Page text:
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Schumann: Piano Concerto; Beethoven: Eroica Variations; Piano Sonata No. 30

Schumann / Wdr Sinfonieorchester Koln / Keilberth
Release Date: 03/27/2012 
Label:  Ica Classics   Catalog #: 5062   Spars Code: ADD 
Composer:  Robert SchumannLudwig van Beethoven
Performer:  Annie Fischer
Conductor:  Joseph Keilberth
Number of Discs: 1 
Recorded in: Mono 
Length: 1 Hours 13 Mins. 

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Notes and Editorial Reviews

SCHUMANN Piano Concerto in a 1. BEETHOVEN “Eroica” Variations. Piano Sonata No. 30 Annie Fischer (pn); 1 Joseph Keilberth, cond; 1 Cologne RSO ICA 5062 (73:19) Live: 2/11/1957; 1 4/28/1958

Annie Fischer was as well known for her poetic, Read more sensitive approach to the piano literature as she was for her abhorrence of the recording studio. For reasons known only to her, she agreed to record the complete Beethoven sonatas, took 15 years to do so, and then refused to allow any of them to be issued. This exercise in (expensive) futility was finally resolved after her death, when they were released anyway. (I know, I was thinking the same thing: Fischer in the afterlife yelling, “You put those out over my dead body!”) An artist of impulse, she was forever recording inserts to the sonatas and was never satisfied with the final results, yet the complete set, available on Hungaroton, is fantastic.

Here she is in the 1950s, at her peak, playing one of the classics of the concerto literature as well as two large, late works by Beethoven. The odd, tubby quality of mid 1950s radio sound mars somewhat the delicate tracery of her performance of the Schumann. Fischer was not a pianist who shied away from the grand gesture, not by any means, yet because of her eloquent legato phrasing and moments of introspection, those are the moments that linger in the mind. Joseph Keilberth, one of the great Wagner conductors, does not sound entirely comfortable here; the orchestral playing is not always precise, and his reading has too much legato and lacks snap except in the last movement. As far as mono performances go, I prefer either Lipatti-Karajan or Lipatti-Ansermet.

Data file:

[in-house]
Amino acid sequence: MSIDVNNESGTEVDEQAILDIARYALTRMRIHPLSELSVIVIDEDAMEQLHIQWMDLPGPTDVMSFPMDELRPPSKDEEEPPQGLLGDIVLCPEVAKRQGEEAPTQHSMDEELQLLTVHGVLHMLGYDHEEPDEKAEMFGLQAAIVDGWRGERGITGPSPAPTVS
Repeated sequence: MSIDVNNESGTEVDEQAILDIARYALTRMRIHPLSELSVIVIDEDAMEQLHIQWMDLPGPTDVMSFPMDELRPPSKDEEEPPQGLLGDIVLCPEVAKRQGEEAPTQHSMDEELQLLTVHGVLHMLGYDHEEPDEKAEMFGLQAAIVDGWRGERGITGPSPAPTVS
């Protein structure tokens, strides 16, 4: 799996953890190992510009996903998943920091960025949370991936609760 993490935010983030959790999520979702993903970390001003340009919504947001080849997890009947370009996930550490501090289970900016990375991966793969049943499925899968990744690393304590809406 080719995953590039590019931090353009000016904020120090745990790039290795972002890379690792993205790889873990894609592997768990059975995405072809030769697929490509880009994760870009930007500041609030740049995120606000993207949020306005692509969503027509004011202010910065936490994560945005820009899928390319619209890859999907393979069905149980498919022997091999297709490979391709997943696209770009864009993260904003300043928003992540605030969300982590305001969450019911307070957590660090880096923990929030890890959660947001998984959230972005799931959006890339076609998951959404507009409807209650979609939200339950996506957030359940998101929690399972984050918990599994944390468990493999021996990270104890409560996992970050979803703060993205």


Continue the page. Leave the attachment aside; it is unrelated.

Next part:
By contrast, Fischer’s performance of the “Eroica” Variations really takes off. Here, she seems to be in particularly felicitous form, her fingers dancing across the keyboard like a ballerina, alternately exuberant in spinning jetées or light and delicately on pointe. In her hands, dynamic changes do not occur in a conscious way; the music just ebbs and flows, almost of its own volition. I’ve not heard its like in all my life.

Similarly, the Sonata No. 30 is given a reading I can only describe as transcendent. Who else comes close? Schnabel, O’Conor, and Sheppard, no one else I’ve ever heard. (Please, don’t even mention Wilhelm Kempff to me.) After it was over, I refused to put another record on for 10 minutes. I was absolutely lost in the afterglow of this performance.

Thus we have a split review here: a good but too romantic reading of the Schumann concerto, followed by two absolutely spellbinding Beethoven performances. But if you love these Beethoven works, I tell you now, you will not want to live without this record.

FANFARE: Lynn René Bayley
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Works on This Recording

Concerto for Piano in A minor, Op. 54 by Robert Schumann
Performer:  Annie Fischer (Piano)
Conductor:  Joseph Keilberth
Period: Romantic 
Written: 1841-1845; Germany 
Date of Recording: 04/28/1958 
Venue:  Saal 1, Funkhaus, Cologne 
Length: 31 Minutes 11 Secs. 
Variations (15) and Fugue for Piano in E flat major, Op. 35 "Eroica" by Ludwig van Beethoven
Performer:  Annie Fischer (Piano)
Written: 1802 
Date of Recording: 02/11/1957 
Venue:  Saal 1, Funkhaus, Cologne 
Length: 18 Minutes 56 Secs. 
Sonata for Piano no 30 in E major, Op. 109 by Ludwig van Beethoven
Performer:  Annie Fischer (Piano)
Period: Classical 
Written: 1820; Vienna, Austria 
Date of Recording: 02/11/1957 
Venue:  Saal 1, Funkhaus, Cologne 
Length: 18 Minutes 22 Secs. 

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